Another famous incident discussed in Ufología Aeronáutica is the so-called “night of the UFOs” over Brazilian airspace on the night of May 19, 1986, which prompted the scramble of five jets from the Brazilian Air Force (two F-5Es and three Mirages) that pursued some 20 unknown objects for three hours. Historically speaking, this case is very significant because of the press conference convened by the Minister of Aeronautics, Gen. Otavio Moreira Lima, who appeared together with the pilots and radar controllers involved at the Ministry of Aeronautics on May 23, 1986. Gen. Moreira Lima stated at this press conference:
“Between 20:00 hrs. (5/19) and 01:00 hrs. (5/20) at least 20 objects were detected by Brazilian radars. They saturated the radars and interrupted traffic in the area. Each time that radar detected unidentified objects, fighters took off for intercept. Radar detects only solid metallic bodies and heavy (mass) clouds. There were no clouds nor conventional aircraft in the region. The sky was clear. Radar doesn’t have optical illusions. We can only give technical explanations and we don’t have them.”
Since we don’t have Capt. Bravo’s analysis of this case (we only have the data card), readers can consult the detailed summary of the incident, “1986: Jet Chase over Brazil,” that I wrote for the Laurance Rockefeller-sponsored UFO Briefing Document – The Best Available Evidence, now available for free in our website here [http://www.openminds.tv/rockefeller-ufo-211/]. The Brazilian Air Force has also now released many documents pertaining to the so-called “night of the UFOs,” which are posted online by our friend A. J. Gevaerd, editor and publisher of Brazil’s UFO magazine. You can download here one of these documents, a “Confidential Occurrence Report” prepared by Air Brigadier Jose Pessoa Cavalcanti de Albuquerque, acting commander of COMDA (Air Defense Command), translated to English.
THE LA JOYA AIRBASE INCIDENT
One of the more interesting and disturbing pilot cases in Capt. Bravo’s book is that of Commander (Ret.) Oscar Santa María of the Peruvian Air Force at the La Joya Airbase in Arequipa, Peru. Here is Capt. Bravo’s data card and illustration:
CASE Nº 11
Location: La Joya Airbase, Arequipa, Peru
Date: April 11, 1980
Time: 07:15 Hours Local Time
Witnesses: Pilot, Control Tower and military personnel
Type of Aircraft: Sukoi 22
Duration: 22 minutes
Radar Detection: Yes
Type of case: Fifth Kind
Source: CFI (Coalition for Freedom of Information) Washington Conference, November 12, 2007
Like Capt. Bravo and Gen. Jafari, Cdr. Santa María was also a panelist at the 2007 National Press Club event and one of the contributors in Leslie Kean’s book. In this essay, “Close Combat with a UFO,” Santa Maria explains that, “at twenty I was selected to test-fly Peru’s newest supersonic Sukhoi jet. Having won quite a few trophies as a pilot, I was also known as a top aerial marksman with great skill at shooting from the air.” When an unidentified object was seen over the restricted airspace of La Joya, a Sukhoi 22 piloted by Santa María was scrambled. He thought initially that the object was a “balloon” which nevertheless “was in restricted air space without authorization, representing a grave challenge to national sovereignty.” Since the object would not identify itself or leave the area, the pilot fired a number of 30-mm shells. “Some of the projectiles deviated from the target, falling to the ground, and others hit with precision,” wrote Santa Maria. “I thought that the balloon would then be torn open and gases would start pouring out of it. But nothing happened. It seemed as if the huge bullets were absorbed by the balloon, and it wasn’t damaged at all. Then suddenly the object began to ascend very rapidly and head away from the base.”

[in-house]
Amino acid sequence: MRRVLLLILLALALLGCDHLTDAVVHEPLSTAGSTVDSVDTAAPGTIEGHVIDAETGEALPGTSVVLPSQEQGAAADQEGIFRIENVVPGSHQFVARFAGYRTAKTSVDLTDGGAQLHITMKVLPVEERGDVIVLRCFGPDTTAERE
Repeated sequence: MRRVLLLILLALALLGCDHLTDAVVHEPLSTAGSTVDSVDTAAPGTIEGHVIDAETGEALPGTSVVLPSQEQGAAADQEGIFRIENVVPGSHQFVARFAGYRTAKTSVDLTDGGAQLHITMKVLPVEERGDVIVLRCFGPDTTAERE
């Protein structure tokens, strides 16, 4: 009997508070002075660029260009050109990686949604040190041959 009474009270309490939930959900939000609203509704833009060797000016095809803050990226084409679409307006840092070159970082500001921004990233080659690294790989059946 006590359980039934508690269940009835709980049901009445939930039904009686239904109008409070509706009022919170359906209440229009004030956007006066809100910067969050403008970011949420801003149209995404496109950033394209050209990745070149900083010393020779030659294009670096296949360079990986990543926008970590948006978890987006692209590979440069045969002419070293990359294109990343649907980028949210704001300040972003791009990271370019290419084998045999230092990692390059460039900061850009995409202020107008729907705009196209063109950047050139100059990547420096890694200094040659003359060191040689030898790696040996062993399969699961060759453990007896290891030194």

Santa Maria continued the chase and at one point got very close to it, just about 300 feet. “I was startled to see that the ‘balloon’ was not a balloon at all,” continues Santa María. “It was an object that measured about 35 feet (10 meters) in diameter with a shiny dome on top that was cream-colored, similar to a light bulb cut in half. The bottom was a wider circular base, a silver color, and looked like some kind of metal. It lacked all the typical components of aircraft. It had no wings, propulsion jets, exhausts, windows, antennae, and so forth. It had no visible propulsion system.” After he was forced to land because he was running out of fuel, Santa María participated at a briefing with all the personnel involved in the incident, including “the general who was the aerial wing commander.” Not surprisingly, this case was quickly reported in a June 3, 1980 document from the U.S. Department of Defense Joint Chiefs of Staff Message Center, released years later by the Defense Intelligence Agency (DIA) under the Freedom of Information Act (FOIA).
This is the “Summary” of the case in the DOD document: “Source reported that a UFO was spotted on two different occasions near Peruvian Air Force (FAP) Base in Southern Peru. The FAP tried to intercept and destroy the UFO, but without success.” There is a date discrepancy in the DOD document, which gives the date as “morning hours of 9 May 80” and “early evening hours of 10 May 80” instead of April 11, 1980. Could they be referring to a different UFO incident at the same airbase a month later? Perhaps, yet the description of the SU-22 intercept and firing “at very close range without causing any apparent damage,” sounds identical to Santa María’s account. You can read the DOD 2-page document by pressing on the small icon. You can download Cdr. Santa Maria’s statement at the National Press Club (document removed by source). The La Joya Aerial Encounter of the Fifth Kind—when a military engagement occurs—is one of the most convincing UFO incidents anywhere in the official records. Try explaining that one in prosaic terms! Which brings us back to one of the main points raised by Capt. Bravo in Ufología Aeronáutica: that Unidentified Aerial Phenomena (UAP) pose a potential threat to aerial operations and that both scientific institutions and civil aviation authorities worldwide should take the necessary steps to deal with this problem.